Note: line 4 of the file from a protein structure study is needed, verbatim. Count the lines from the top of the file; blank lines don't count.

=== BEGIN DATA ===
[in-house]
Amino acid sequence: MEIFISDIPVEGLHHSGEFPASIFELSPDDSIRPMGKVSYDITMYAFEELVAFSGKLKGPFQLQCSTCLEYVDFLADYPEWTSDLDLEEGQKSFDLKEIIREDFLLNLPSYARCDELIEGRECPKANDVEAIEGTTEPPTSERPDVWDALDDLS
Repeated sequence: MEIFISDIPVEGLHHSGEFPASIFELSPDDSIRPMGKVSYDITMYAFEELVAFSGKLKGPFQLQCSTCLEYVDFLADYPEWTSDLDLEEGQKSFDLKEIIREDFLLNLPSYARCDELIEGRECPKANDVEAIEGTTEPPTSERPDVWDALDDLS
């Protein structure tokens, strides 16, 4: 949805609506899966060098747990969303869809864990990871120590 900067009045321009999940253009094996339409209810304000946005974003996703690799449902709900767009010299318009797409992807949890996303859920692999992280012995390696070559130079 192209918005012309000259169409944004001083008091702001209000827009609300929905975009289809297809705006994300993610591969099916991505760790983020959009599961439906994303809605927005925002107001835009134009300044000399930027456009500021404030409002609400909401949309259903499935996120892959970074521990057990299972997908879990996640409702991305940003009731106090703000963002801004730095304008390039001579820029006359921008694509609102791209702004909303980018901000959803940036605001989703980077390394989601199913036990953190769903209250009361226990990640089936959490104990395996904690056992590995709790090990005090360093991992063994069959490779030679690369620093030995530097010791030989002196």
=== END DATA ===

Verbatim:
């Protein structure tokens, strides 16, 4: 949805609506899966060098747990969303869809864990990871120590 900067009045321009999940253009094996339409209810304000946005974003996703690799449902709900767009010299318009797409992807949890996303859920692999992280012995390696070559130079 192209918005012309000259169409944004001083008091702001209000827009609300929905975009289809297809705006994300993610591969099916991505760790983020959009599961439906994303809605927005925002107001835009134009300044000399930027456009500021404030409002609400909401949309259903499935996120892959970074521990057990299972997908879990996640409702991305940003009731106090703000963002801004730095304008390039001579820029006359921008694509609102791209702004909303980018901000959803940036605001989703980077390394989601199913036990953190769903209250009361226990990640089936959490104990395996904690056992590995709790090990005090360093991992063994069959490779030679690369620093030995530097010791030989002196």